|This magnificent tree, nicknamed Majestic Oak, is hundreds of years old. Horticulturists at Rancho Santa Ana Botanic Garden care for it by keeping the base clear of plants and allowing leaf litter to accumulate naturally beneath it. The tree and the nearby low-growing native shrubs receive no supplemental summer water.|
- Topping or severe pruning is detrimental to trees. Mature trees should only be pruned under the supervision of a licensed arborist. Mature trees require little pruning of the living canopy, never exceeding 25% – and even this much can severely stress a tree.
- Any construction or grade change near a mature tree puts the tree at great risk. All efforts should be made to keep this kind of disturbance well beyond the canopy of valued, heritage trees.
|These liquidambers in So Pas require severe, ongoing pruning to keep the power lines clear. Trees should never be pruned this way and should not be planted where they can become a hazard.|
Although we may not be able to determine what led to the demise of the Engelmann oak on Ashborne, we can know that many of the practices that can be observed throughout our city put old and young trees at risk. If our city truly wants to be a “Tree City” it should do more to protect this most valuable asset.
For more information on keeping trees healthy consult:
Care of California’s Native Oaks
International Society of Arboriculture (ISO)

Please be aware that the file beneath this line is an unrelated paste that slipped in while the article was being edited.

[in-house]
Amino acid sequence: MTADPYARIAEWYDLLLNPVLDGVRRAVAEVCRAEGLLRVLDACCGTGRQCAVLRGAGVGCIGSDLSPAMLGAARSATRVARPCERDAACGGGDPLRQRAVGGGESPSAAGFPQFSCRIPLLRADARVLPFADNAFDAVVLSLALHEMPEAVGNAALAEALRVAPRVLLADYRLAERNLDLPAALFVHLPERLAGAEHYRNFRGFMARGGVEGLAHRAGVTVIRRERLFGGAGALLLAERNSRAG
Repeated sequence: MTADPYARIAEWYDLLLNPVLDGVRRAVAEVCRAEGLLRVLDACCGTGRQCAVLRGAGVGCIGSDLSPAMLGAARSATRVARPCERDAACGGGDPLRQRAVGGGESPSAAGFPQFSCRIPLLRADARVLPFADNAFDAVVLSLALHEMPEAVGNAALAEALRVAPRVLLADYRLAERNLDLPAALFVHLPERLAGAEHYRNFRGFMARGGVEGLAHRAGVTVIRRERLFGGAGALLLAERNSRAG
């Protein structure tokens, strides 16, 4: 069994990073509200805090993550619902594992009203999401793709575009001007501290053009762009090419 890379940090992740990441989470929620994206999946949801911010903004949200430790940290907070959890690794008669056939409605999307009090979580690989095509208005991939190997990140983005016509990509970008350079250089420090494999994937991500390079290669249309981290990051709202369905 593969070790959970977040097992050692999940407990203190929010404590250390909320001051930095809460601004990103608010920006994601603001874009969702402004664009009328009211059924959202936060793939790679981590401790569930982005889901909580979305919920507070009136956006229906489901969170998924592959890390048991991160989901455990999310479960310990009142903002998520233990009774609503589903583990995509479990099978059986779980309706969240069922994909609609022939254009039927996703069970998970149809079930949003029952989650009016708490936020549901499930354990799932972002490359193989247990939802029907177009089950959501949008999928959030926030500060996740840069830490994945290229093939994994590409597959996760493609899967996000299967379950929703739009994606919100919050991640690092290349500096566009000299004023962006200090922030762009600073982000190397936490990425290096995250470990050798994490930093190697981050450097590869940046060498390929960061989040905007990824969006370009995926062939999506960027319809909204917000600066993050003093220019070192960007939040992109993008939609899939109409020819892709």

New Tree Planting
US Forest Service, Tree Owner’s Manual
|Our Engelmann oaks are the pride of So Pasadena. This highly endangered species grew naturally in our town. Young ones should be planted and mature trees cared for and treasured.|
7 thoughts on “Save Our Trees”
Nice illustrative photos, Barbara. While I've read this advice before I don't ever recall such strong photo examples.
I hate seeing trees strangled with rope or old ties. We have a Coast Live Oak here that the previous owners lashed a rope onto, perhaps to winch something, and never removed. The base of the tree is now diseased, and hollowed, and I expect won't survive for many more years. I agree our oaks should be treasured. We're struggling to keep ours healthy here, and are considering removing
This article is especially appreciated and will be particularly useful both to my wife and me. Thanks for taking the time.
Eeesh! It's just painful to look at that embeded rope.
Clear informative article with great illustrations. Enjoyed this post a lot.
There has been a lot of urban tree loss recently from so many storms and flooding. Near in-laws in Hot Springs Village Arkansas the number of trees down and roofs damaged was beyond belief.Then we drove through Mo. Hopefully lots of replanting going on and with a better understanding of urban conditions.I'm trying to decide on a couple more trees to add here where winter is harsh and wet
If the <a href="http://www.hanceysturf.com.au/" rel="nofollow">Lawn</a> grasses can cope up with the stress, it will be healthy and dense and will be able to resist disease. Sometime the disease may spread and it becomes out of any control. However, the disease resistant cultivars can be implemented to avoid future problems.